How to make your grilling experience more enjoyable
Outdoor grills provide options for putting delicious meals together. Whether you're using a gas or charcoal, there's much more to cooking than just putting on an apron and slapping meat or poultry down. Learning the basics can make the experience more pleasant for you and your guests.
Make sure your Weber grill is in good working order
At the start of the season, and on occasion during the summer, inspect your grill to make sure it's in good working shape. For charcoal, you'll want to clean out the ashes from the previous use. Propane models should be checked to make sure the propane tank is full and properly connected.
Make sure your grill is fully preheated to keep food from sticking. There are cooking sprays that are made just for this occassion, and you can also coat the grates with oil. Searing the meat will keep juices from escaping. You'll want to monitor it closely while cooking to make sure flare-ups don't occur and scorch your meat or poultry.
It's a good idea to keep baking soda handy for any fires. Also, keep all your cooking utensils and any spices that you're using within easy reach. You could find out upon returning from a trip back to the kitchen that your food was burned beyond recognition or headed that way.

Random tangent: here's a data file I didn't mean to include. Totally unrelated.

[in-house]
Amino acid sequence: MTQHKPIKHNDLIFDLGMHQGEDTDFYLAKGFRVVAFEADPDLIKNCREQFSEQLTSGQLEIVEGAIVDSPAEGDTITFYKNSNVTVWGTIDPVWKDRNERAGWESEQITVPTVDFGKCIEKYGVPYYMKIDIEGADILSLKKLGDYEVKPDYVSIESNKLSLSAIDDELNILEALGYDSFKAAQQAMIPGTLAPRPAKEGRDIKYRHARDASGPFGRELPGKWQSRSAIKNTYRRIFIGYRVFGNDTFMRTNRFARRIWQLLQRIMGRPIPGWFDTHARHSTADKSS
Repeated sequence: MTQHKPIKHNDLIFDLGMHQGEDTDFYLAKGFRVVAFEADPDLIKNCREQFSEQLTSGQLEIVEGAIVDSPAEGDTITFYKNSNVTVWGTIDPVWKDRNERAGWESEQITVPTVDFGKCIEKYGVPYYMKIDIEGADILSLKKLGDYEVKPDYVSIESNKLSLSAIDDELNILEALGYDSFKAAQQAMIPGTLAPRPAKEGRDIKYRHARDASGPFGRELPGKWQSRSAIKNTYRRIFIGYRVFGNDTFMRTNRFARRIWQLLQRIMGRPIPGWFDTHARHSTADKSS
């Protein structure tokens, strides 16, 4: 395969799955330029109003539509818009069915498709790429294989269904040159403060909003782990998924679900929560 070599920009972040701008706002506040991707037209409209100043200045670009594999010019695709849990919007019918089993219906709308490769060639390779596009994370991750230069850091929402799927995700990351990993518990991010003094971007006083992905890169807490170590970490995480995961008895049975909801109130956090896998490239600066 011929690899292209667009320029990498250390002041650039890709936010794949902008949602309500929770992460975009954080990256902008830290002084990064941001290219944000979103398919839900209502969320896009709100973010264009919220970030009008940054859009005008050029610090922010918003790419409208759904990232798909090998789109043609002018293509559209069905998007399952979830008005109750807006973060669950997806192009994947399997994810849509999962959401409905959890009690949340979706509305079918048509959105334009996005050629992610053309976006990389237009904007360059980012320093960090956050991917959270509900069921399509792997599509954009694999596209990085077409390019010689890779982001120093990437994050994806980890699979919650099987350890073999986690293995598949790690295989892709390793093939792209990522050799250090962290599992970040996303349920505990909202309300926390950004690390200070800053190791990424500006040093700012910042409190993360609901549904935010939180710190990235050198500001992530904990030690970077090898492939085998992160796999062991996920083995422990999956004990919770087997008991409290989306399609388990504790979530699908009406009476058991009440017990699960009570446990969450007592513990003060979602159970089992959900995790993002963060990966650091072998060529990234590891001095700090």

Marinating your meat and poultry adds more flavor. Some cuts of beef - round steak, for example - are tougher than others, but marinating can make those cuts more tender. Shoulder steaks also are good candidates for a husky marinade. There are marinade mixes with different flavors, or you can simply pour Italian dressing over your steak.
Proper temperature of the meat is essential
Meat and poultry that is cooked needs to be checked for proper temperature levels before being served. Many weekend chefs cut into steak or chicken to check for doneness, but that's just guesswork. Using a digital thermometer will give you an exact reading. Here are typical temperature readings for steak:
- Rare: 140 degrees
- Medium rare: 150 degrees
- Medium: 160 degrees
- Medium well: 165 degrees
Cutting into meat or chicken is a bad idea. If it's too rare, you'll likely lose a lot of the juices. Well-done steaks are nearly void of juice and are tough to cut. To add even more flavor to a steak, rub on a little unsalted butter, maybe even flavored butter.
A sharp steak knife is most important. You don't want your guests to think the meat you selected is tough as leather, do you? That's what it will appear if your knives are dull. You'll be one sharp-looking chef when you arm your guests with sharp knives.
Whether you're cooking plain old hot dogs or expensive cuts of steak, doing a little research in advance will help you get the most out of the barbecuing experience. Step in front of the outdoor grill prepared and your guests will hail you as a master outdoor chef.